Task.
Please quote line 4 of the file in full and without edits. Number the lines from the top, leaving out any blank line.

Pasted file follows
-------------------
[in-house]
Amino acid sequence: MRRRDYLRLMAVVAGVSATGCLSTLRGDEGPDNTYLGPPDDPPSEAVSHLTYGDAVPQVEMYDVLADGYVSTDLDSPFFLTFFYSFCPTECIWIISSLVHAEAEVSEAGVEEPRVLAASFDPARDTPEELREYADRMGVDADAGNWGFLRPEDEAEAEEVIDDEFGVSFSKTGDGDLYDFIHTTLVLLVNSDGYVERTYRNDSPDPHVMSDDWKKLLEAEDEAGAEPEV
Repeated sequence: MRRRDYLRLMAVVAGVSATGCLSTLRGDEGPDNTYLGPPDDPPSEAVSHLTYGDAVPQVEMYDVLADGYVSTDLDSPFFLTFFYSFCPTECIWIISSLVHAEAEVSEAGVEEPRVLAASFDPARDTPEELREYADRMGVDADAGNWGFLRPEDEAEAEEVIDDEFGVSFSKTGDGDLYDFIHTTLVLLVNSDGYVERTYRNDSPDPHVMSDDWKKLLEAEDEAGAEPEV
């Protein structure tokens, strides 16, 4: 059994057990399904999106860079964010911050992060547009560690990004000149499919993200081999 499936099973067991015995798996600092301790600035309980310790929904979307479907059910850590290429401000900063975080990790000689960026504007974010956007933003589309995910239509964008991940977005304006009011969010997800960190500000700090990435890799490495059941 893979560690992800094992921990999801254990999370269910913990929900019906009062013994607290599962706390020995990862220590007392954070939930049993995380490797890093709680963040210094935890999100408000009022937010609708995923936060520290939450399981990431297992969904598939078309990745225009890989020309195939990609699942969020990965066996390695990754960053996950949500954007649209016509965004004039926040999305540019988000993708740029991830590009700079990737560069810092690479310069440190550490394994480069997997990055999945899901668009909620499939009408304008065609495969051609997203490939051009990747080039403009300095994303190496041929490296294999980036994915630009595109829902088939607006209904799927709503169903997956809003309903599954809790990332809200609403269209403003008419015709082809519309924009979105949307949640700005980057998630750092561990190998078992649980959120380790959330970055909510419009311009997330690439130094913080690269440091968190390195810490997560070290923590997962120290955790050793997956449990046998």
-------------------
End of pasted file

């Protein structure tokens, strides 16, 4: 059994057990399904999106860079964010911050992060547009560690990004000149499919993200081999 499936099973067991015995798996600092301790600035309980310790929904979307479907059910850590290429401000900063975080990790000689960026504007974010956007933003589309995910239509964008991940977005304006009011969010997800960190500000700090990435890799490495059941 893979560690992800094992921990999801254990999370269910913990929900019906009062013994607290599962706390020995990862220590007392954070939930049993995380490797890093709680963040210094935890999100408000009022937010609708995923936060520290939450399981990431297992969904598939078309990745225009890989020309195939990609699942969020990965066996390695990754960053996950949500954007649209016509965004004039926040999305540019988000993708740029991830590009700079990737560069810092690479310069440190550490394994480069997997990055999945899901668009909620499939009408304008065609495969051609997203490939051009990747080039403009300095994303190496041929490296294999980036994915630009595109829902088939607006209904799927709503169903997956809003309903599954809790990332809200609403269209403003008419015709082809519309924009979105949307949640700005980057998630750092561990190998078992649980959120380790959330970055909510419009311009997330690439130094913080690269440091968190390195810490997560070290923590997962120290955790050793997956449990046998």